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on 12 January 2014
Engrossing and difficult to put down. The authors expose what the royals get up to and how the establishment covers it up. No wonder they've exempted themselves from the Freedom of Information Act - they've got a lot to hide. Anybody interested in how this powerful and unaccountable institution operates (and should be all British taxpayers) should read this book.
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on 3 February 2010
This book was really disappointing. Some of it - the tax information, for example - is fascinating and initially rather appalling, but the huge holes in other parts of the book lead to profound scepticism. It just isn't possible to trust what they say, because even with my limited knowledge I can see massive mistakes, which are then built on to form impossible theses.

Example: it's claimed that the Royal Family were lying when they claimed letters between Queen Victoria and her daughter, the Prussian Empress, were recovered from Friedrichshof castle, the ancestral home of the Hessian royals, after WW2. The writers call it a completely implausible excuse for a secret visit, and state that it only makes sense as a coverup for far more incriminating, treasonable letters being retrieved, because in reality the officially-claimed letters would be held by the Kaiser, or another member of the Prussian royal family, not the Hessian. Problem is, Friedrichshof was built by the Prussian Empress when widowed - it's called after her husband, Friedrich - and as well as being her home it was the place where she collected all her possessions together into a massive private archive, library and museum. Her son, the Kaiser, hated her, and so she left the place to her daughter Margaret... who married into the Hessian royal family. The castle then became the main Hessian royal home. The letters in question would have had a very good chance of being there, in fact better than anywhere else. That is a simple matter of historical record. If you want to disprove an apparently odd statement, you need to investigate it first. It doesn't mean that treasonable letters weren't at issue, but if the logic is: an obvious lie was told, so why did it need to be? it matters.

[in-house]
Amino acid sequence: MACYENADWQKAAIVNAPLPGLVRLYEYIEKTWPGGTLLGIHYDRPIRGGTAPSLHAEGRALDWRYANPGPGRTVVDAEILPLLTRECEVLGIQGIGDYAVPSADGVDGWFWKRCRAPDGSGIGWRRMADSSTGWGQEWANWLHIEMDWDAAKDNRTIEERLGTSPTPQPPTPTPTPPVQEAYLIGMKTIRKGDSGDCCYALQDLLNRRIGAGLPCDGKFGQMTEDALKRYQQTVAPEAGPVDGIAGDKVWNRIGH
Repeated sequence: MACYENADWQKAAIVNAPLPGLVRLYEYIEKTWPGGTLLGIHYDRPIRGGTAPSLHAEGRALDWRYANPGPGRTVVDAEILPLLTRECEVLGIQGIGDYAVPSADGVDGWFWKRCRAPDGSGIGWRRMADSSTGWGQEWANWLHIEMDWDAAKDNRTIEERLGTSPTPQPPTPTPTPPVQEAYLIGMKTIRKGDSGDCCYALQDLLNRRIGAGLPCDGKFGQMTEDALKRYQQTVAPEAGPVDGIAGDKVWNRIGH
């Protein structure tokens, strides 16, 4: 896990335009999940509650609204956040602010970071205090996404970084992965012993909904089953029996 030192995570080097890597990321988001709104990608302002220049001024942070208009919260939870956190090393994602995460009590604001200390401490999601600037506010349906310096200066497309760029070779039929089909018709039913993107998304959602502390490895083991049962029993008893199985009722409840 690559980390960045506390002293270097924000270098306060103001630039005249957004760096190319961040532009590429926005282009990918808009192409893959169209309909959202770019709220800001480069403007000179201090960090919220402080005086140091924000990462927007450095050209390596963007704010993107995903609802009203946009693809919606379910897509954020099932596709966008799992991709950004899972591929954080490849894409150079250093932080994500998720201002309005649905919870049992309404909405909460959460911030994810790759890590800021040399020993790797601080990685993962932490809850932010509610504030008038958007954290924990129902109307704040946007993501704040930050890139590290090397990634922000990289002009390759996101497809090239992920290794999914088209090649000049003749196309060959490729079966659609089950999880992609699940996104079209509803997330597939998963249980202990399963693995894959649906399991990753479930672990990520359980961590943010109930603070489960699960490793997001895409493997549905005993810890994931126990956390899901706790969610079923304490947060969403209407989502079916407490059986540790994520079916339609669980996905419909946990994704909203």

They make sweeping statements such as this over and over again, and leap to extraordinary conclusions on little to no evidence. The factual errors are endless, and make the hypotheses even more unreliable. Another example: the Duke of Kent was killed in a plane crash in WW2. The flight apparently took a strange route. From this rather sparse information, the authors deduce that Rudolph Hesse was also on the plane, that he also died, and that the man imprisoned in Spandau was therefore a double, a modern-day Man In The Iron Mask. The other Nazis tried at Nuremberg presumably had no problem going along with this deception, and the millions who saw newsreels of the man over decades couldn't spot any problem either. Just... ridiculous. The whole conspiracy theorist breathlessness and self-righteousness that pervades the book is familiar to anyone who's read anti-MMR arguments, or anything by anyone who thinks that 911 was a CIA conspiracy, or that Anna Anderson was Anastasia, or... you get the idea.

There is also a huge amount of very selective quotation - if an exiled Frenchman, hostile to the British and miserable away from his homeland, makes vicious comments about the King, Queen, Prime Minister and entire wartime British population, cherry-picking the comment about the Queen and presenting it in isolation is not honest, even - in fact especially - if it supports your thesis about her. Selective quotation of this nature is rife, and very unfortunate.